Comic book writing Lawyer: The amazingly talented John Crowther

First Comics News: If you don’t mind, can you tell me a little about yourself? Where were you born? Where did you grow up?

John Crowther: I am a comic book writing lawyer, father of a wonderful young lady and talented artist/YouTuber (Jaylen Byrne), and husband to an amazing wife (Gigi). I was born in Daytona Beach, Florida, and raised about 20 minutes away in Orange City, Florida.

1st: When did you first get interested in comics?

John: I first became interested in comics in grade school. The school bus would drop me a couple of blocks from my father’s law practice; and, as luck would have it, I had a Rexall Drugstore along the route from the bus stop to my parents’ office. As I walked to the office, I would hit the spinner rack fairly often; and, at 75-cents a book, a grew a nice-sized collection.

1st: If you could hang out with any comic creator, who would it be?

John: Sadly, it will never happen, but I’d have to say Stan Lee. What he accomplished in his nearly 80 years in the comic book industry will probably never be matched, or equaled.

1st: Are you a writer, artist, or both?

John: I am a writer/creator .To some, writing is an art, but in formal semantics I would not be considered an artist.

1st: One of your many creations is Rochelle. What can you tell the readers about this comic? Where is it available? How can the reader get a copy or many copies if interested.

John: Rochelle is the first comic series I wrote and the first comic I had published;originally appearing as a flip book with issue #170 of Femforce from AC Comics, and later as a 2-volume series with Antarctic Press. The series, which ws drawn by the legendary Dell Barras (Spider Man, Savage Sword of Conan, Deaths Head, Blue Beetle) and colored by David Hutchison (Teether) follows the adventures of Rochelle Planeta, a teenage girl with cockroach DNA, who has the ability to take on the characteristics of cockroaches and command legions of the little critters. I initially wrote the series for my daughter, who was a teenager at the time. I felt that there was a lack of lead female characters in comics who were not over-sexualized, so…wallah…I gave her Rochelle. You can find back issues on Comixology and with Antarctic Press at If you enjoy the series, keep a look out. You never know when Rochelle might make a comeback.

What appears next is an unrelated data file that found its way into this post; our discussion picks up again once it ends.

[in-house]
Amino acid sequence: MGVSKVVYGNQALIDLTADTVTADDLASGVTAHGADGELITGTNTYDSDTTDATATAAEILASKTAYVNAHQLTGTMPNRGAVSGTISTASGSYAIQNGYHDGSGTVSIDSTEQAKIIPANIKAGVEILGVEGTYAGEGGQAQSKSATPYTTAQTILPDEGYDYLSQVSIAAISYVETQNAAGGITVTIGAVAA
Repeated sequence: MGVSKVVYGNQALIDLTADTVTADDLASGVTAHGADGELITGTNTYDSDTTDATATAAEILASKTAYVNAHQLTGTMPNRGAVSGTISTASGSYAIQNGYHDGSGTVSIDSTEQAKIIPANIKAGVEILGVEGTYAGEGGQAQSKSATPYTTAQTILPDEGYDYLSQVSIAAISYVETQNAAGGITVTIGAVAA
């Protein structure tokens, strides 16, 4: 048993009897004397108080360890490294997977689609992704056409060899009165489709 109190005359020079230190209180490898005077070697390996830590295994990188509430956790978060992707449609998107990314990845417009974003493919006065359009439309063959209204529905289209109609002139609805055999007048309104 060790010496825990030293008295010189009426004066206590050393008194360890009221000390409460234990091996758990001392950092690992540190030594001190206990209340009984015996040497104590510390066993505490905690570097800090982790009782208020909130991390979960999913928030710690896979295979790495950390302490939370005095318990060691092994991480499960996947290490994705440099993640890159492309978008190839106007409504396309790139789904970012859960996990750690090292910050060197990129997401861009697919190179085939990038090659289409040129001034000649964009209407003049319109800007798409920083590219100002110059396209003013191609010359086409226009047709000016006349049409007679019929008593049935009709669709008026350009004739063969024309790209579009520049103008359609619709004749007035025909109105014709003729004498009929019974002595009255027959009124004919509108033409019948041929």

1st: What can you tell the reader about Squared Circle Comics and and Turnbuckle Titans? Any links you wanna share?

John: Squared Circle Comics is imprint of Alabama-based publisher, Inverse Press. It was created as a collaboration between me and the folks at Inverse Press (Kevin LaPorte and Amanda Rachelsl) as an avenue for bringing a collection of authorized biographical comics for a select group of professional wrestlers from the WWE/WWF, WCW, NWA, and GLOW. The first in the series was Nikolai, which detailed the life and career of WWE Hall of Fame wrestler Nikolai Volkoff. We followed the Nikolai series with books for the Killer Bees, “Hacksaw” Jim Duggan, Bruno Sammartino, the Rock n’ Roll Express, Lanny Poffo, Bobby Fulton, and Sunny: The California Girl from GLOWl with many more still to come from Rocky Johnson, the Warlord, Terry Funk, Gangrel, and Billy Gunn.